Living

Are we seeing too many boobs on cable TV?

I don’t watch HBO’s long-running series Entourage for many reasons. The greatest flaw for me as a viewer: it’s pathologically boring. Its other weakness in my opinion—and it’s here that my sex comes into play as a viewer—is its enduring commitment to depicting women as disposable sex toys, brainless bimbos who frolic nude and romp with the series’ regulars at will.

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Masterfile

I don’t watch HBO’s long-running series Entourage for many reasons. The greatest flaw for me as a viewer: it’s pathologically boring. Its other weakness in my opinion—and it’s here that my sex comes into play as a viewer—is its enduring commitment to depicting women as disposable sex toys, brainless bimbos who frolic nude and automatically romp with the series’ regulars as if programmed by those dorks from Weird Science

I’m not saying the male characters on Entourage are richly fleshed out in comparison—because they aren’t—but at least they have the luxury of their XL golf shirts and jeans to cover up their one-dimensionality. 

Writer Mary McNamara recently took HBO to task for what she sees as its frequent reliance on gratuitous female nudity. In a column for the LA Times, McNamara cited the new HBO series Game of Thrones as one of the network’s more obvious culprits in this regard, calling it out for its often ridiculous use of female nudity to compel viewer attention.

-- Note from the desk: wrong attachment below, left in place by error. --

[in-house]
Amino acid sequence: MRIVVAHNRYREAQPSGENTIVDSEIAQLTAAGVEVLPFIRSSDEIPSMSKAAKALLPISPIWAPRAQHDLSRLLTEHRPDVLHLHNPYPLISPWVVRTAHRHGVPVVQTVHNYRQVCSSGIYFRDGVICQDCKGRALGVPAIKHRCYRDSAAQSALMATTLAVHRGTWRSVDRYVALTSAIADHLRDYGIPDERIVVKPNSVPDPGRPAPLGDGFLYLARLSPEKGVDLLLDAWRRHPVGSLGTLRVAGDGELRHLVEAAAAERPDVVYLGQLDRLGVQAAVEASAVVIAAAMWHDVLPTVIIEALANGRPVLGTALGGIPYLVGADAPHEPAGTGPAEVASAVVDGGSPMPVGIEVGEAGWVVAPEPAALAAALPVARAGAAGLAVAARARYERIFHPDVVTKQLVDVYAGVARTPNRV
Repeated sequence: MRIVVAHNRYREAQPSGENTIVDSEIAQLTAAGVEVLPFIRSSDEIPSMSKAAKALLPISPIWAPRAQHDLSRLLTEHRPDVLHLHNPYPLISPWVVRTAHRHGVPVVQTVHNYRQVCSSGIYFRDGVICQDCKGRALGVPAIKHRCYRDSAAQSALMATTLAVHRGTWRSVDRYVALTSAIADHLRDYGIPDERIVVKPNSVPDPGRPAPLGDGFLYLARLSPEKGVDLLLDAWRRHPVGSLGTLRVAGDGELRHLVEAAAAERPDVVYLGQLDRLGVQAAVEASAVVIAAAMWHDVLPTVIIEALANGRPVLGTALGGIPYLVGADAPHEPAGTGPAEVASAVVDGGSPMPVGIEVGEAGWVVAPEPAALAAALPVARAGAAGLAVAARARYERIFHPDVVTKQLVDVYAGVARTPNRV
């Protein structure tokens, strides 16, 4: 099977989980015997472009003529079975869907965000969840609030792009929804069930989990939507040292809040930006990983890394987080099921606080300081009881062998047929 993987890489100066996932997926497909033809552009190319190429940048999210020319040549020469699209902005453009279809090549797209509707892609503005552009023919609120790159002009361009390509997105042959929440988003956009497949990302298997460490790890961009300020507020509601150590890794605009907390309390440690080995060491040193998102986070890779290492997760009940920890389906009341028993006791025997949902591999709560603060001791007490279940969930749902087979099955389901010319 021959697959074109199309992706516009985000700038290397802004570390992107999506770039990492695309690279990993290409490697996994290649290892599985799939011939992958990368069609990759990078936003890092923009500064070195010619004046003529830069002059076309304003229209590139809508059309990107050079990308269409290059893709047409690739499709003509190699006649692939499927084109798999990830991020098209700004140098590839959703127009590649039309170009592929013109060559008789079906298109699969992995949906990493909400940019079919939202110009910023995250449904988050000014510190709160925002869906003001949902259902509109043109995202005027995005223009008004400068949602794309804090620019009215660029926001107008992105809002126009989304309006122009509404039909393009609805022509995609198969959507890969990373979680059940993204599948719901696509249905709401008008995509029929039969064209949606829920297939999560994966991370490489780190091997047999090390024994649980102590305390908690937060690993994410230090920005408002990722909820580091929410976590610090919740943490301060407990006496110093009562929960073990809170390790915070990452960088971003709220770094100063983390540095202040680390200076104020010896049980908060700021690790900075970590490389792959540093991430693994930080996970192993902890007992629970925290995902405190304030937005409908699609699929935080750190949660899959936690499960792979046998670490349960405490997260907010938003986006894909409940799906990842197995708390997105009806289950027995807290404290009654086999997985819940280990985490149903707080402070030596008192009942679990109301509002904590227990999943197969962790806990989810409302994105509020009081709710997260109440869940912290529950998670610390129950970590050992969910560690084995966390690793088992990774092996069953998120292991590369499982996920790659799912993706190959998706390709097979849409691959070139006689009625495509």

McNamara doesn’t object to nudity in its entirety but she does object to a certain kind—the unnecessary type or why is she nude again genre? For McNamara there are “breasts” on TV and there are “tits” on TV, and the difference comes down to context. 

Basically, McNamara’s argument is this: Show me breasts in a love scene or suitably appropriate scenario and I buy it. But don’t throw tits in my face when there’s no dramatic justification for it, i.e., in another brothel or strip club. 

Though one writer called her concern about excessive nudity puritanical, McNamara has a point. 

I am a fan of Game of Thrones—it’s a great show that I highly recommend—but there are many times during the past season where I found myself wondering just what the heck the series’ creators were thinking during certain scenes, particularly a graphic rape scene that wasn’t in the book (the show is based on George R. Martin’s bestselling books) and an extremely graphic and extended sex simulation between two women. 

Is it puritanical of me to wonder why men aren’t depicted as carelessly on TV? I don’t think so. In fact, I think it’s a valid critical response. More importantly, I’ve never heard a satisfying answer for the difference. 

Female viewers—we are legion HBO, and often home on Friday and Saturday nights—should have the right to query series’ writers and creators for their artistic decisions (and I mean query not censor). Because if the show’s writers can’t justify their choices then you’ve got to wonder if the reasons for all those bouncing boobs aren’t so artistic in the first place.